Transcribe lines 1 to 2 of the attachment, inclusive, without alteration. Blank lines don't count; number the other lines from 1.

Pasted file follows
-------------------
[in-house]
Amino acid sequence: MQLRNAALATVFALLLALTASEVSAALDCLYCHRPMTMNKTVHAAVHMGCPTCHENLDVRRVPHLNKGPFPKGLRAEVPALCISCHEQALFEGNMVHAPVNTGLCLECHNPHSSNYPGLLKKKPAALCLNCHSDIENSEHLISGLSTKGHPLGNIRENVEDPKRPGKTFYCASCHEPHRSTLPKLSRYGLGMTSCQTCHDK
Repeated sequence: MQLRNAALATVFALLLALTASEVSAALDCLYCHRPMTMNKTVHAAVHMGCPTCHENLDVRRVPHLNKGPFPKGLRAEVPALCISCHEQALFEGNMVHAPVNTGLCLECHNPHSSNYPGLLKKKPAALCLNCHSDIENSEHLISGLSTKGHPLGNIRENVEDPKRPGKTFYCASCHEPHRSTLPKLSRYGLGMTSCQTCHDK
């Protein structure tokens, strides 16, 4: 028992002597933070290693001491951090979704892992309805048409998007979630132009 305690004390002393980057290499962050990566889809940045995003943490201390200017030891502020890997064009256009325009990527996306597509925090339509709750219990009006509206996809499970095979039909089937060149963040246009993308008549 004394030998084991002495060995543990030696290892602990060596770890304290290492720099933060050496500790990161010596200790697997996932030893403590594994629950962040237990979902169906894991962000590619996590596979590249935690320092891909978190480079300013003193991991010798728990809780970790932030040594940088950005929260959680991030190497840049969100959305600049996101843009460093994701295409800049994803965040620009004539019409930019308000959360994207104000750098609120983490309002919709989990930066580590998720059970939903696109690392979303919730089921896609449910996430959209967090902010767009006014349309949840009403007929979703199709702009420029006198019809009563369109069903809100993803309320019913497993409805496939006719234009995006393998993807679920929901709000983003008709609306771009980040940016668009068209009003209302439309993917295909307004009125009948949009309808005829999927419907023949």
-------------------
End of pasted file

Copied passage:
[in-house]
Amino acid sequence: MQLRNAALATVFALLLALTASEVSAALDCLYCHRPMTMNKTVHAAVHMGCPTCHENLDVRRVPHLNKGPFPKGLRAEVPALCISCHEQALFEGNMVHAPVNTGLCLECHNPHSSNYPGLLKKKPAALCLNCHSDIENSEHLISGLSTKGHPLGNIRENVEDPKRPGKTFYCASCHEPHRSTLPKLSRYGLGMTSCQTCHDK